When I sat down with Enterprise Rent-a-Car’s VP of Corporate Responsibility and Communications Pat Farrell, and Christine Conrad, VP of Public Relations, in January, both spent a fair amount of time talking about the company’s large fleet of greener vehicles: hybrids, flex-fuel vehicles, and higher-mileage cars. As a couple of commenters noted on those posts, though, finding the greener car you want may be a challenge. Enterprise’s Dan Miller, general manager for Atlanta, also heard these concerns from their customers (particularly corporate accounts), so he decided to do something about it. Now, Atlanta residents wanting to rent either a hybrid or higher-mileage (28 mpg or higher) vehicle from the company know where to go: one of the area’s four “green” branches.
Each of these branches carries stocks about 100 cars, and about 60% of the vehicles at each branch consist of greener vehicles. In a short call last week, Pat (and colleague Lisa Martini) told me that these branches are not focusing on flex-fuel vehicles, as the fueling infrastructure in Atlanta doesn’t support their widespread use. He also noted that Miller’s decision was based on “the need for green in Atlanta” because of the high amounts of traffic congestion, as well as customer demand for the vehicles. He stressed throughout the call, though, that this was a “grassroots” decision: Enterprise sees itself as a “confederation of local operations (owner Andy Taylor’s phrase), and Miller’s decision reflects any local managers ability to manage his/her fleet to meet local needs. He expects that other regional managers will be watching developments in Atlanta closely.
While I had Pat and Lisa on the phone, I also asked about WeCar, the first car-sharing program in the St. Louis area. Pat told me that WeCar is largely an experiment for the company: “Car sharing is still in its infancy, and there are a lot of people still trying to figure out how it will work, and if it’s scalable. But there’s definitely a demand for it, and this is our offering.” Enterprise has also partnered with Google to offer employees plug-in hybrids for sharing if they don’t bring a car to work at the company campus, and sees this kind of employee benefit model as one among many potential ways that car sharing could evolve.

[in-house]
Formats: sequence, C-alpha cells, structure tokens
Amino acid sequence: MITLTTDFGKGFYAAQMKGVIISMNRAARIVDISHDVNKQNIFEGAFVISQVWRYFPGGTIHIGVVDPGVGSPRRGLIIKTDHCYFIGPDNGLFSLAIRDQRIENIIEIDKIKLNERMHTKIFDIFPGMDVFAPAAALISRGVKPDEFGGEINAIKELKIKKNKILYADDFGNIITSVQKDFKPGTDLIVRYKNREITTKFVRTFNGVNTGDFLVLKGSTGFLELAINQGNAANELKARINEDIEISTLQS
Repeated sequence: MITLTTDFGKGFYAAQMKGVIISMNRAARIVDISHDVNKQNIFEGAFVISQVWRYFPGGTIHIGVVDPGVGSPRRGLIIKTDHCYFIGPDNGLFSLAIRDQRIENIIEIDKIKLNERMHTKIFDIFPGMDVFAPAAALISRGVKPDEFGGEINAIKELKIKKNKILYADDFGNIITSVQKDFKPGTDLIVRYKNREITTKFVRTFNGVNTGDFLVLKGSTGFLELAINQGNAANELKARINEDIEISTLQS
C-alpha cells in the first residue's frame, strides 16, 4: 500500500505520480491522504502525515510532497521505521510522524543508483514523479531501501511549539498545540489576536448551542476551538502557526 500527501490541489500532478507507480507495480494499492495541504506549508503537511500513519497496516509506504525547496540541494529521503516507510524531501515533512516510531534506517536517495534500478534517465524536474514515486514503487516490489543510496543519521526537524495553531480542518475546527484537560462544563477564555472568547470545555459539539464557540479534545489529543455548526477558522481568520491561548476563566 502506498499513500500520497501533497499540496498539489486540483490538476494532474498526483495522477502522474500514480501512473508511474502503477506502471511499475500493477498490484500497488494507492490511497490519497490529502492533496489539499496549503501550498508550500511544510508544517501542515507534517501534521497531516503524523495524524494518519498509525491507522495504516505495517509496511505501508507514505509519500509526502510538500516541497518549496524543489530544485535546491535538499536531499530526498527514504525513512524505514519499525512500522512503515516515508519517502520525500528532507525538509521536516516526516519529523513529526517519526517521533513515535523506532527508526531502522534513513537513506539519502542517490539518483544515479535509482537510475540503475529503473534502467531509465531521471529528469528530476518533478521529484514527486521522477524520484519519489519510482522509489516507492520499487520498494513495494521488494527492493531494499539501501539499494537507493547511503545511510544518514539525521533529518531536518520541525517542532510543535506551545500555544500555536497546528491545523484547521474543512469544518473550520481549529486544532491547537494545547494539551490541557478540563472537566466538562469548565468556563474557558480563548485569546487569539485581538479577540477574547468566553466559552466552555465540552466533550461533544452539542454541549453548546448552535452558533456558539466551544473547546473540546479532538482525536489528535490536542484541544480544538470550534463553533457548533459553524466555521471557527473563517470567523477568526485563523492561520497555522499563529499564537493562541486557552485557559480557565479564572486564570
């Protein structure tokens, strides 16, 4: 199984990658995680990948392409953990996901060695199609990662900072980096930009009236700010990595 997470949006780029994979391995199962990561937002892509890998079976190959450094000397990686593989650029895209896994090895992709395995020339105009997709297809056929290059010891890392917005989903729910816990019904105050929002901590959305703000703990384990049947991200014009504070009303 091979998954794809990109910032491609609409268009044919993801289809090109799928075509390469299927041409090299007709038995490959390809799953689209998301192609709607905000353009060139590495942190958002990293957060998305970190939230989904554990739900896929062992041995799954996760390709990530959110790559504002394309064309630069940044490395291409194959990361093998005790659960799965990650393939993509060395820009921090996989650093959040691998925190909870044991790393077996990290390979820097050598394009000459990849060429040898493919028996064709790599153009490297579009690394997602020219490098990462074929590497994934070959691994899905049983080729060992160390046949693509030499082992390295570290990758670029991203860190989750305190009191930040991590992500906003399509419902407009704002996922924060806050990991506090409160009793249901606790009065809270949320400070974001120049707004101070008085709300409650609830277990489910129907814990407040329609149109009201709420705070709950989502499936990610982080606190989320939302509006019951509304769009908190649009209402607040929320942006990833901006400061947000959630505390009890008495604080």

Finally, Enterprise announced its third-year plans for its 50 million tree pledge. This year’s million tress will be planted in the following locations:
- Huron-Manistee National Forest, Michigan – 445,000 trees, to be planted in May
- Flathead National Forest, Montana – 160,000 trees, planted late May/early June
- Deschutes National Forest, Oregon – 160,000 trees, planted in April
- Forests in Southeastern Manitoba, Canada – 100,000 trees, planted in April
- Plumas National Forest, California – 85,000 trees, planted in May
- Black Forest/ Baden-Wurttemberg, Germany – 50,000 trees, planted this fall
In both of our discussions, Pat has stressed Enterprise’s desire to both succeed financially and to serve as good corporate citizens. It’s fair to be skeptical about CSR claims… but it’s also great to see a company figuring out that green can contribute to their bottom line (and not just in terms of marketing strategy). Given their nature of business, Enterprise may ultimately only be able to offset a percentage of the pollution caused by their vehicles… but that’s a positive direction nonetheless. Let’s hope that these ideas don’t just spread within Enterprise’s “confederation,” but through the industry…